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Eleventh District: Deputy’s Arrest of Son in Parent’s Home Can’t Be Used to Charge Couple for Resisting

Ashtabula County prosecutors cannot use evidence gathered during the tasing and arrest of a Conneaut man in his parents’ home to charge the parents with resisting arrest, the Eleventh District Court of Appeals ruled.

The Eleventh District affirmed the ruling of an Ashtabula County trial court that found the warrantless arrest of Jason W. Lowe in the home of Terry and Glenda Lowe was unlawful. Because the arrest was unlawful the events surrounding it cannot be used as the basis of charging the parents with resisting arrest when they allegedly tried to stop a deputy from taking Jason out of the house and into a police cruiser.

The appellate court issued two separate rulings Monday both based on the incidents occurring in late August 2013.

Ashtabula County Sheriff’s Deputy Steven Murphy responded to a call from an Andover Township woman accusing Jason of kicking in her door, punching her in the face, pulling out a clump of her hair, and breaking her cell phone as she attempted to call 911. Murphy observed the woman’s injuries and a Facebook message from Jason to the woman making further threats. He found the circumstances serious enough to charge Jason with felonious assault and a felony charge of disrupting public services for breaking the phone during an emergency call.

At the direction of the woman, Murphy drove in the opposite direction of Lowe’s home to search for Jason. After two hours, Murphy arrived at the Lowe’s, and went to the main entrance, which was an enclosed porch that led to the back door. Murphy called for Jason to come outside, and Jason walked through the porch onto the outside stairs, shouting expletives at Murphy and telling him to leave. When Murphy told Jason he was under arrest, Jason walked into the home and locked the door. Murphy testified that he called for backup and “saw Jason on the porch dancing and giving him the finger.”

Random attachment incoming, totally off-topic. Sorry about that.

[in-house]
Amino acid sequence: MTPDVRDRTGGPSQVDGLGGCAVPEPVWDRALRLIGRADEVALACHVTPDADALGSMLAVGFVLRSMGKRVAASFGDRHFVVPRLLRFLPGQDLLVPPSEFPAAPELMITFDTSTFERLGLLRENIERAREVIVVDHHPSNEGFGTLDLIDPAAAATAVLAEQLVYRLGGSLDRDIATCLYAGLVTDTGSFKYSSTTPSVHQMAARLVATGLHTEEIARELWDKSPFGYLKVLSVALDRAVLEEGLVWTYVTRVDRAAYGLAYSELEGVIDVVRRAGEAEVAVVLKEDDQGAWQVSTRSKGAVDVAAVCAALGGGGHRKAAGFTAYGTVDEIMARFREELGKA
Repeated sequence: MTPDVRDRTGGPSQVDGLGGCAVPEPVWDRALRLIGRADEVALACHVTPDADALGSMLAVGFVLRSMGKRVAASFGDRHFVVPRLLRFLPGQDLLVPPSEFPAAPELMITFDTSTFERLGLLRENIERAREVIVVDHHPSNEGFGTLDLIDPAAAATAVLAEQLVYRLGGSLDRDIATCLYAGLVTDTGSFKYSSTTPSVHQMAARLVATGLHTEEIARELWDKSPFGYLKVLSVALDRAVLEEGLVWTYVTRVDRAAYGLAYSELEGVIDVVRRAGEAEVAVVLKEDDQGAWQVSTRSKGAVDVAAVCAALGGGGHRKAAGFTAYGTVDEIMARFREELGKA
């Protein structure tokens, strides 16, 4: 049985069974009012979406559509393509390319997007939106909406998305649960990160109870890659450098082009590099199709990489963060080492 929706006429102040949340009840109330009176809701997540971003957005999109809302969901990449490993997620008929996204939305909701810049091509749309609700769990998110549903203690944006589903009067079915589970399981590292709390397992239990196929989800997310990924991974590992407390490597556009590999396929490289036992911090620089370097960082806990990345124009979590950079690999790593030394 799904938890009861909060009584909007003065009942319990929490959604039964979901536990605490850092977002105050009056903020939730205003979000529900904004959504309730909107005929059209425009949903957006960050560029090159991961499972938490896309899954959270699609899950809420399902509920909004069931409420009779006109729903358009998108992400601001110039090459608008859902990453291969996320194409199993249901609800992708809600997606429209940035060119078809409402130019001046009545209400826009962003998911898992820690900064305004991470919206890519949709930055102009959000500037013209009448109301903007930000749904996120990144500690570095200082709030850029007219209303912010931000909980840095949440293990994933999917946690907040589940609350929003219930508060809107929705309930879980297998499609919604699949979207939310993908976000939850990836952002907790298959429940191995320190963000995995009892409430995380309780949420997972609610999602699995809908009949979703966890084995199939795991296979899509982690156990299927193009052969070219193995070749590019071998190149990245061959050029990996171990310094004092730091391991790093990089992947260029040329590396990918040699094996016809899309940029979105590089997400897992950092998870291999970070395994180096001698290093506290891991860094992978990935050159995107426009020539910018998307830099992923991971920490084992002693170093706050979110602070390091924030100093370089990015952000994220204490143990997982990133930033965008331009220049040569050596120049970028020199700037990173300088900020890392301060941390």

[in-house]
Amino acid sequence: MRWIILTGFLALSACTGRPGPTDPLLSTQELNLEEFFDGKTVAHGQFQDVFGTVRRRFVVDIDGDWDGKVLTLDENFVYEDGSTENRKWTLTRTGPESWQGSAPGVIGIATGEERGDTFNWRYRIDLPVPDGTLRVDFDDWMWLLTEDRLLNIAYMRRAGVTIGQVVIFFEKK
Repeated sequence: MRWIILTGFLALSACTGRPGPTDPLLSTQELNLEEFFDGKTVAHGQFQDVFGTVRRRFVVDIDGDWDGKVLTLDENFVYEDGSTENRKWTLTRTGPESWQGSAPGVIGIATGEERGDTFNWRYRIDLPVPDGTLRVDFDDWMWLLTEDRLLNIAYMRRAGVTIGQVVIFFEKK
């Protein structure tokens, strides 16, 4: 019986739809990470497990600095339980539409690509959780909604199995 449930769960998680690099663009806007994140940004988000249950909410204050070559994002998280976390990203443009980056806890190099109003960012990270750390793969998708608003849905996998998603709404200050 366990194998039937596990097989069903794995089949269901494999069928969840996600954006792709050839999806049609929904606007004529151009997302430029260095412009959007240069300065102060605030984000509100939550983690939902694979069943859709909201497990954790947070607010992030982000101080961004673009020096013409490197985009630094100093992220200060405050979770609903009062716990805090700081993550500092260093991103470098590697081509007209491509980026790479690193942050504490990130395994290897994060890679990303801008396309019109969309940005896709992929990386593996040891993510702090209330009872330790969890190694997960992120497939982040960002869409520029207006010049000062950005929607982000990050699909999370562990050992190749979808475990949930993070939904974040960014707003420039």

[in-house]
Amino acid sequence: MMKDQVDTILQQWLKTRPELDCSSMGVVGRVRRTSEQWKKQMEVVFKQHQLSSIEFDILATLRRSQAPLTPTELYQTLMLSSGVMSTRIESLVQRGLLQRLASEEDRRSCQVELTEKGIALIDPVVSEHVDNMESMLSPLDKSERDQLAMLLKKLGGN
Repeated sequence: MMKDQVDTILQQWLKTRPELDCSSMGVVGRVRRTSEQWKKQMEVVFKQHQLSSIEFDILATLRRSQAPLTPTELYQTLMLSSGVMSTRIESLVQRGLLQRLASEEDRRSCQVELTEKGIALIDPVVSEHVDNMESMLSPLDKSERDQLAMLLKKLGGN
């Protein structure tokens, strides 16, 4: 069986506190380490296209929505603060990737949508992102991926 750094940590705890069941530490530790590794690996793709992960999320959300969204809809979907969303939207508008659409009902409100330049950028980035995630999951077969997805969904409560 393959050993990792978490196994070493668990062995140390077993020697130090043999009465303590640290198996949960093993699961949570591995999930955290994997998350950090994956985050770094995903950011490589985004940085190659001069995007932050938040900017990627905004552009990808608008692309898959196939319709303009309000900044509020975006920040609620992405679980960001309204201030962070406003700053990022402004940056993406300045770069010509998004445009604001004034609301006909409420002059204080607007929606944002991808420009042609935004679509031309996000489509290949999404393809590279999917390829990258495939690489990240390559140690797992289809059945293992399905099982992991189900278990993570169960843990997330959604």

Murphy began banging on the door, which awoke Terry who went out to speak with Murphy. According to Murphy, Terry left the porch and house doors open as he walked back into the house, and Murphy followed Terry onto the porch.

In the living room, Terry and Glenda attempted to get Jason to speak with the deputy. Murphy said he waited on the porch, and the Lowes all yelled at him to leave. Murphy refused and when Jason went to shut the door, Murphy used his foot to keep it open. He unsuccessfully attempted to grab Jason and then tased him. As he tried to handcuff Jason, Murphy said the parents attempted to pull him off.

Terry testified at trial when he finally got Jason to agree to talk to Murphy, the deputy instead opened the door, tased the son in the kitchen and dragged him on to the back porch where he handcuffed him, and  dragged him into the cruiser.

Jason was charged with assault, aggravated trespass, disrupting public service and resisting arrest. He pled guilty to resisting arrest and the other charges were dropped. Terry and Glenda were each charged with one count of resisting arrest, and moved to suppress the evidence of Jason’s arrest deeming it unlawful. The trial court found the state provided insufficient evidence to support an arrest without a warrant, and excluded all the evidence from the arrest and events at the Lowe’s home. Ashtabula County appealed the suppression to the Eleventh District.